At least it wasn't a wardrobe malfunction.

At least it wasn’t a wardrobe malfunction.

Now that would have really been embarrassing.

Arkansas State was in a little bit of trouble as soon as Saturday’s game at Auburn kicked off. The Red Wolves were knowingly breaking the rules, but they understood that when they took the field.

Arkansas State was assessed a 15-yard penalty for unsportsmanlike conduct immediately following the opening kickoff in its 38-9 defeat to Auburn, and the Red Wolves knew the flag was coming.

New ASU coach Bryan Harsin elected to dress his team out in gray-colored jerseys when they faced the Tigers and former coach Gus Malzahn.

The jerseys, which had red numerals, didn’t comply with NCAA rules, though.

So after Auburn kick returner Quan Bray took the opening kickoff 33 yards, the officials penalized ASU for failing to adhere to the NCAA’s new uniform dress code. The NCAA adopted legislation during the off-season that states a team’s uniform must have contrasting numbers to the color of the jersey.

In other words, a team wearing colored jerseys must have white numerals while a team wearing white jerseys must have colored numerals, or at least a color that is distinctly different from the dominant shade.

Arkansas State’s jerseys were gray but had red numerals, which was a violation of the new rule.

Harsin said he decided to let the Red Wolves wear the jerseys even though he knew it meant they would be penalized. It was a bit of coaching strategy meant to motivate his players against the Southeastern Conference school.

Asked if he knew about the new rule, Harsin said he was fully aware of the consequences his team would face if they chose to wear them.

“I did, yep. I did,” Harsin said. “That was my decision.”

Harsin appeared uncomfortable speaking about the subject. But when pressed, he offered up a somewhat short but vague explanation for his decision.

“I think that’s something for our team (to know), but that was a decision I made and I wouldn’t change it,” Harsin said.

The opening-play penalty had a rather large effect on Auburn’s first drive.

Bray’s return put the ball at the Auburn 33. But with the penalty added to the spot, the Tigers were in business near midfield at the 48.

Ten plays later, Auburn was in the end zone and leading 7-0. Arkansas State trailed the rest of the night.

Arkansas State athletic director Terry Mohajir said he agreed with Harsin’s decision to break out the controversial jerseys even with the consequences that followed.

“I fully support Coach Harsin’s decision to wear the jerseys,” Mohajir said. “I stand behind his decision 100 percent.”

Harsin spoke with NCAA officials earlier in the week to discuss the jerseys. He was informed of the penalty the Red Wolves would receive if they decided to wear them and chose to go ahead with it anyway.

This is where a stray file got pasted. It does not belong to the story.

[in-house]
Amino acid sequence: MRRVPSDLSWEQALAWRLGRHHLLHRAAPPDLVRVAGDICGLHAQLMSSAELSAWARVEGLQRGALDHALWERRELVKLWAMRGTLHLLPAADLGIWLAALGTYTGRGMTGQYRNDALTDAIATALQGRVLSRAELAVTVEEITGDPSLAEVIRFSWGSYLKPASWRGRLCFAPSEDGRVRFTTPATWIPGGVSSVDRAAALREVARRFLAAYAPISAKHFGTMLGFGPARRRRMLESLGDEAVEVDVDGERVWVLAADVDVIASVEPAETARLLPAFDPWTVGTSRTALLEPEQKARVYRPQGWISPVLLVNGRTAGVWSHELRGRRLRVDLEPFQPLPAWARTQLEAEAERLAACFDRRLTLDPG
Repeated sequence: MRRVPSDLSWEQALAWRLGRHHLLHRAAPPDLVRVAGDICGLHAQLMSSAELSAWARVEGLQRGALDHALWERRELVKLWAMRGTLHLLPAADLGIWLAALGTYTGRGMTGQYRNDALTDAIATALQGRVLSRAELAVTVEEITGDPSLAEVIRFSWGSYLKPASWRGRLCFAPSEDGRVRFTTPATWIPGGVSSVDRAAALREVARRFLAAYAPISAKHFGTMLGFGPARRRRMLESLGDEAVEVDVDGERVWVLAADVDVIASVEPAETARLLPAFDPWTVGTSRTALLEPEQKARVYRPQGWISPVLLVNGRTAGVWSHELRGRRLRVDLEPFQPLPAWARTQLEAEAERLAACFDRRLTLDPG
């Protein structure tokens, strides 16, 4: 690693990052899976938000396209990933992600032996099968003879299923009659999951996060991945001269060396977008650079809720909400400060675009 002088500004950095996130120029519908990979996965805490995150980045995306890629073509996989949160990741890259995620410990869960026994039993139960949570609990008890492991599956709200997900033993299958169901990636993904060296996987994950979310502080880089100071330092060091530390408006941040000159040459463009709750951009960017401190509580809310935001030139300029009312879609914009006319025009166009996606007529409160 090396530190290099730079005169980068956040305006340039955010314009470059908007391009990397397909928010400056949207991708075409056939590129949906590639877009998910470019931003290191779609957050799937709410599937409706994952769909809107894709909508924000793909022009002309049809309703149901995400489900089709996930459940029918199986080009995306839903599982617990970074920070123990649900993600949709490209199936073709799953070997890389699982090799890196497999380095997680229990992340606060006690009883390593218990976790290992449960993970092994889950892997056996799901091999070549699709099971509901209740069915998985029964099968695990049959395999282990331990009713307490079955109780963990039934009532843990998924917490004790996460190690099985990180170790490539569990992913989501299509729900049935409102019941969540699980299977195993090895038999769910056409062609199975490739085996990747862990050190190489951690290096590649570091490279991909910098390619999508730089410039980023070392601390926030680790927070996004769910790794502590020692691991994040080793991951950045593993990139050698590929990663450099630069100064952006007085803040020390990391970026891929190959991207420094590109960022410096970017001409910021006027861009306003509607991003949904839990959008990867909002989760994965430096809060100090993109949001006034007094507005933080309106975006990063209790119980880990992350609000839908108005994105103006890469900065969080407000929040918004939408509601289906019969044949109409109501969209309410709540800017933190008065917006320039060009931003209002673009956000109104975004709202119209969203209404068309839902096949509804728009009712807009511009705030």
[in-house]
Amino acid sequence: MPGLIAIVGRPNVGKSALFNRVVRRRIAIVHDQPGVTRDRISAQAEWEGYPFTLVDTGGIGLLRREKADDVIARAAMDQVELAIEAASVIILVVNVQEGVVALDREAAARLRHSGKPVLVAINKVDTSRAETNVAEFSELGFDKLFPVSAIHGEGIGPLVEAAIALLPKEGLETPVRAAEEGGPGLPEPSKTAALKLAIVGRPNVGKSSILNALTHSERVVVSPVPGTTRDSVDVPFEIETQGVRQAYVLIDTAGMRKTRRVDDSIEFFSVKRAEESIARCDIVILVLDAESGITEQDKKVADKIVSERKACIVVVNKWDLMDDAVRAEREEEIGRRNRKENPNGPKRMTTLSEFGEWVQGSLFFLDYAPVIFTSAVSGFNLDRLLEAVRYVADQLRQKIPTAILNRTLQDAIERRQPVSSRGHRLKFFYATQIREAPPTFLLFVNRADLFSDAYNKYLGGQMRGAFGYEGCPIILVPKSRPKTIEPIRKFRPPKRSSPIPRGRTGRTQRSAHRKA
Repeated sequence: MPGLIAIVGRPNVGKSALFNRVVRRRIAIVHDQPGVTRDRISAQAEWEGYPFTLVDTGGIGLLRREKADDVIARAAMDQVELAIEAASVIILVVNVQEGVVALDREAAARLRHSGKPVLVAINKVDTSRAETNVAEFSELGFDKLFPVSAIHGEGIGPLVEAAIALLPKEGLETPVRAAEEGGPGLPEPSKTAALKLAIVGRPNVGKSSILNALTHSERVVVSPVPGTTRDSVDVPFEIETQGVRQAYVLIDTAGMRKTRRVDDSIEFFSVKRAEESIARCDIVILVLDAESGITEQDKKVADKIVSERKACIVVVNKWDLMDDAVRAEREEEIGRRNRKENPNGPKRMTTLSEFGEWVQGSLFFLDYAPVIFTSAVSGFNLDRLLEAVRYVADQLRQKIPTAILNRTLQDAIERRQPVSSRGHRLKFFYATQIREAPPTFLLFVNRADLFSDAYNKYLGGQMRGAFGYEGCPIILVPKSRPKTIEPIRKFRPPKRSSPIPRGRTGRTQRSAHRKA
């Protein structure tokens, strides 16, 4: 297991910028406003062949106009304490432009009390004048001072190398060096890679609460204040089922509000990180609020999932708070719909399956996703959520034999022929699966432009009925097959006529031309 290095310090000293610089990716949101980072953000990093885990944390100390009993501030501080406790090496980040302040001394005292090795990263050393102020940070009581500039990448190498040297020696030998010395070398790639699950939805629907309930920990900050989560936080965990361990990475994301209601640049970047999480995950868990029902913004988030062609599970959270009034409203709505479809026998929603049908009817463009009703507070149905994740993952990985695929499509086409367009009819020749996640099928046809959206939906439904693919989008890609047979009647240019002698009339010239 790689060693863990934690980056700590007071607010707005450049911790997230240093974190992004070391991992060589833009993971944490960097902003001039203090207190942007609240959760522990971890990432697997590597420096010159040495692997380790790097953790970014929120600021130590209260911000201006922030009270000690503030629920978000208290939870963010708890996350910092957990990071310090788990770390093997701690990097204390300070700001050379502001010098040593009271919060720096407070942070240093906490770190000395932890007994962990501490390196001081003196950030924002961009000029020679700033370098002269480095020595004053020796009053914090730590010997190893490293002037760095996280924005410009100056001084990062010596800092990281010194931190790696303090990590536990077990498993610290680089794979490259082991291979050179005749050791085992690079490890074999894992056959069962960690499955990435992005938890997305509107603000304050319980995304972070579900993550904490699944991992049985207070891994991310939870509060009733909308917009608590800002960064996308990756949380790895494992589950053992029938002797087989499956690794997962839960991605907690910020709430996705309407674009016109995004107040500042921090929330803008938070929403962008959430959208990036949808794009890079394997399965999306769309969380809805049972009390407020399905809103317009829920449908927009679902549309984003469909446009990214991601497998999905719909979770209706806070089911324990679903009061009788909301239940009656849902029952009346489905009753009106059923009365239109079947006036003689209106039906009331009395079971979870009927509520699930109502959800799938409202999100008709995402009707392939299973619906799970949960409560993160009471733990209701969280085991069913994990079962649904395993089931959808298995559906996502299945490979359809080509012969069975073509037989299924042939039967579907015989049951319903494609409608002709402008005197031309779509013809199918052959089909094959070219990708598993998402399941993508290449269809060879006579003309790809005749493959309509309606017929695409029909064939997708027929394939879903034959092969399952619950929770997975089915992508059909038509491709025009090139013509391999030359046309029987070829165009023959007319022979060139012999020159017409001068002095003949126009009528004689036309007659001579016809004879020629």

Arkansas State has been in possession of the gray jerseys since the end of last season.

Malzahn, who helped lead ASU to the Sun Belt Conference title, purchased the jerseys as a reward for a second straight championship. The intention was to wear the uniforms in the Bowl, but Malzahn left for Auburn and the jerseys were shelved.

Since then, ASU players have sought any opportunity to wear the gear. But when the Red Wolves matched up with Auburn and Malzahn, it appeared like the perfect time to break the gray jerseys out.

Several of the Red Wolves were asked about the uniforms, but none seemed interested in providing insight into why they would wear a uniform they would knowingly be penalized for wearing.

ASU quarterback Adam Kennedy liked the style and color of the uniforms but declined to comment further.

Running back David Oku said he wasn’t sure what was up with the jerseys or the decision to wear them.

“Honestly, I don’t know,” Oku said. “That’s coach Harsin’s (decision). It’s cool wearing the jersey, but we still lost. It was cool at the time being, but at this point and time, I really don’t care about it.”

Compounding the issue, ASU was penalized a second time for wearing the uniforms when it started the second half with them on.

Arkansas State return man Julian Jones returned the kickoff to begin the third quarter to the ASU 25. After the play, the officials enforced a 13-yard penalty back to the 12 for what was termed a “uniform violation.”

The Red Wolves still managed to drive all the way to the Auburn 3-yard line before settling for Brian Davis’ 21-yard field goal.

Arkansas State has experimented with several different color combinations since Hugh Freeze was named head coach in 2011.

That trend continued last season under Malzahn.

Harsin acknowledged the gray uniforms were purchased before he was hired as head coach. But Harsin would not commit when asked if he would allow the team to wear them again.

“I don’t know yet,” Harsin said.

It’s not the first time a rule about jersey colors has been broken.

In 2008, Southern Cal coach Pete Carroll allowed his team to wear home jerseys against UCLA to revitalize an old tradition even though the Trojans were the visiting team. USC was penalized one time out for “incorrect equipment.”

UCLA coach Rick Neuheisel forfeited one of his timeouts to balance the situation for both teams.

The NCAA has since changed that rule and allows both teams to wear home jerseys when they both agree to it and the colors are not the same.

For the game, Arkansas State committed six penalties for 53 yards. Over half the yards penalized (27) were assessed on the two uniform violations.